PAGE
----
Tornadoes Destroy Downstate Homes; Are you Prepared for the Season?

June 08, 2010

The National Weather Service said 15 tornadoes touched down in north-central Illinois on Saturday, damaging or destroying dozens of homes.

As a result, Governor Pat Quinn has declared the counties of Livingston, LaSalle, Peoria and Putnam state disaster areas.

Chicago Real Estate

Some of the damage done in downstate Illinois from Saturday's confirmed tornadoes.

“After viewing devastation caused by these tornadoes, it’s obvious that this state disaster declaration is needed to help these communities recover,” Quinn said in a statement after touring the village of Dwight, one of the hardest-hit communities. “The state has many tools that can be mobilized quickly to help with recovery efforts, and this declaration will ensure that those assets continue to be provided for as long as they are needed.”

About 8,400 ComEd customers lost electricity from the storms, and some didn’t get power back until today. Luckily, only minor injuries were reported.

Inmates from the Dwight, Sheridan, Pontiac and Stateville correctional centers were sent to help with the clean-up.

To make a donation to help in the recovery effort, please contact the Salvation Army or the American Red Cross.

If you want to volunteer in the clean-up effort, call (815) 257-9911 for more information. Non-local contractors are required to get a permit and can call (815) 679-8578 for additional information.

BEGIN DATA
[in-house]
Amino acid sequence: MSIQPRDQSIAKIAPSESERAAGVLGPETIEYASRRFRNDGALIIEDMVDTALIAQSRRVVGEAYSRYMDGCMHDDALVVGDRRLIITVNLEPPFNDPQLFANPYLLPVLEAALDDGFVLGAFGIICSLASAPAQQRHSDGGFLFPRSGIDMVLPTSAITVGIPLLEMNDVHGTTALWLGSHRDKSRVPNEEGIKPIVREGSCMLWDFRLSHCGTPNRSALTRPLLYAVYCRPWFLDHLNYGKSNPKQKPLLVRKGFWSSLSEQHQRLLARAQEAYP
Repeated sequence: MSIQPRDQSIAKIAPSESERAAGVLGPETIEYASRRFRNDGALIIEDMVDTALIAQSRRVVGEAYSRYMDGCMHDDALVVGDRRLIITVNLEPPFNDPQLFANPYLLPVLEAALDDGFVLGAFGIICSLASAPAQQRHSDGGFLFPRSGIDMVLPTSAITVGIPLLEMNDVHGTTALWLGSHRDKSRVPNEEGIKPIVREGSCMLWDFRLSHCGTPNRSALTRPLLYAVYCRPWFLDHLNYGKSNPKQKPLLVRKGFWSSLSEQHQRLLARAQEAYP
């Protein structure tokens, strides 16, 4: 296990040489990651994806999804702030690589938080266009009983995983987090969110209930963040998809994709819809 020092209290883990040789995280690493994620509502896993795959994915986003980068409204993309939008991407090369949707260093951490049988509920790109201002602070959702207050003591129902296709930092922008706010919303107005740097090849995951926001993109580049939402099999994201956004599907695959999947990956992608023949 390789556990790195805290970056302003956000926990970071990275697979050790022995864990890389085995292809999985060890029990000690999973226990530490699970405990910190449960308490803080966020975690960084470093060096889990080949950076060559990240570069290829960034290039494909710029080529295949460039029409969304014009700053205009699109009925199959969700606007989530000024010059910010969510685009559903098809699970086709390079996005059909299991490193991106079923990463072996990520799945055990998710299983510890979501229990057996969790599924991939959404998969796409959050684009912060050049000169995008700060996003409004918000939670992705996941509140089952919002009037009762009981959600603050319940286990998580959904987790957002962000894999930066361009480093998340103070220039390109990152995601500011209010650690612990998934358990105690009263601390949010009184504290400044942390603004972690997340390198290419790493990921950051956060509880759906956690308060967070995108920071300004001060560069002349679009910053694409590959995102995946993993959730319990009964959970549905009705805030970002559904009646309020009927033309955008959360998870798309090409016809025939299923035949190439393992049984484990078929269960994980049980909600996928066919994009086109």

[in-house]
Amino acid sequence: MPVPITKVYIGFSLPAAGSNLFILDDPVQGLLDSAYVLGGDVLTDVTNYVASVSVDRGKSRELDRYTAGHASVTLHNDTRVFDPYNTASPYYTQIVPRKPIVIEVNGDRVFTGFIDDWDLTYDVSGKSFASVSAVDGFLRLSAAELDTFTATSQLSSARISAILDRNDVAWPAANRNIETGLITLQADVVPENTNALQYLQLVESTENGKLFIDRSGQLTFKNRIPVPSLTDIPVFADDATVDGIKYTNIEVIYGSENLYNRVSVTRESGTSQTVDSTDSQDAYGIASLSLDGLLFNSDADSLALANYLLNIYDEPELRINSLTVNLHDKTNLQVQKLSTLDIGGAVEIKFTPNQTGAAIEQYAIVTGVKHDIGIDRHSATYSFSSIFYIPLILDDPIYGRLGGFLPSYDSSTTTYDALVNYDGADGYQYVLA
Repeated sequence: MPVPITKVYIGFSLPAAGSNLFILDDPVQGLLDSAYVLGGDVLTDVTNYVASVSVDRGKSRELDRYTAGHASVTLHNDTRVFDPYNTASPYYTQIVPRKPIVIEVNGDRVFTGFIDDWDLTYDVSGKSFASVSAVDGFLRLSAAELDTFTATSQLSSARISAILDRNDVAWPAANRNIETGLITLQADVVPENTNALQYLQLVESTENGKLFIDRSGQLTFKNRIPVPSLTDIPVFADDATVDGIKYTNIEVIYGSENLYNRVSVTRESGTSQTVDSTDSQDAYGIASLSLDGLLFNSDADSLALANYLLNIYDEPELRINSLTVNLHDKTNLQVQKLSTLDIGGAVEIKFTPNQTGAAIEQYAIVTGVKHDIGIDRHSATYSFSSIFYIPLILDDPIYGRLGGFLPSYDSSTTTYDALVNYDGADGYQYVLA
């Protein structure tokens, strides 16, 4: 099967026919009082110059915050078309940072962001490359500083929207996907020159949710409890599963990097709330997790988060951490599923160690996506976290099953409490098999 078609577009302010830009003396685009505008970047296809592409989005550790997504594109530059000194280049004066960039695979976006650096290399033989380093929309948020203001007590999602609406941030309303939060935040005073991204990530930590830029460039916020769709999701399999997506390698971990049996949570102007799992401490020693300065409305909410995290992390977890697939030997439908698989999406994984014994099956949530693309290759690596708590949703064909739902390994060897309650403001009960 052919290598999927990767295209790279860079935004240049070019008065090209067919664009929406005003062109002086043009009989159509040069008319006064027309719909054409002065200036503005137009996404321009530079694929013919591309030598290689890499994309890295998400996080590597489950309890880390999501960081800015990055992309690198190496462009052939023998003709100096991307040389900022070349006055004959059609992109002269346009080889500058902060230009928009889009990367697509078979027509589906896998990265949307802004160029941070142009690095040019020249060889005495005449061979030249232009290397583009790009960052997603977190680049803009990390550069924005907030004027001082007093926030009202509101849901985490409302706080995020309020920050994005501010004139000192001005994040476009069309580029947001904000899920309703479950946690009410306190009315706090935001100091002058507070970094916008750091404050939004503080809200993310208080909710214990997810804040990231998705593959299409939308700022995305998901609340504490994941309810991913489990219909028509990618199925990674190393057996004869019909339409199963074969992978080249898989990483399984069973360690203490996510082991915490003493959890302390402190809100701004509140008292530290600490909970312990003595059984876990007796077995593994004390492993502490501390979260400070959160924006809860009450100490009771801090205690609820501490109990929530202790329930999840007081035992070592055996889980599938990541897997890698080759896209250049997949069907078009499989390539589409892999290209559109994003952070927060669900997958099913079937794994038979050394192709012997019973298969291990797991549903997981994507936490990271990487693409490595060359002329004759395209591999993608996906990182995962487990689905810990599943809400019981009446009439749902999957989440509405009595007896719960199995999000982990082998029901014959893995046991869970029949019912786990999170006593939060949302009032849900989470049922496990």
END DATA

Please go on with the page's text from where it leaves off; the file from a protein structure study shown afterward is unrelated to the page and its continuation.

* * *

So, do you know what to do in the event of a tornado warning?

*Stay in Tune: Make sure you have a battery-operated radio in case the power goes out.

*At Home: Go to a predetermined safe zone, preferably an interior room or basement with no windows. Bathrooms and closets work well. Stay away from windows and don’t open them. If you can, get under a piece of large, sturdy furniture; it could protect you from flying debris.

*In a Car: If you are in a car, leave it immediately and try to get into an interior room of a nearby building. Do not seek shelter under a bridge or highway overpass.

*Outdoors: If you are outside and there is no shelter, lie flat in a low spot with your arms and hands protecting your head.

*The Aftermath: Beware of ruptured gas lines, downed electrical lines, flooding and structural damage to your home. If you find someone injured, call 9-1-1, but do not try to move that person.

According to the National Weather Service, the most common tornado for the Chicago area is an F2 on the Fujita Scale, which was developed and named after a researcher at the University of Chicago. The last time an F2 tornado hit the Chicago area was in 1997. The strongest tornado type, an F5, has touched down only once around Chicago, in 1990.

For severe weather updates, check out this Illinois link and be safe!

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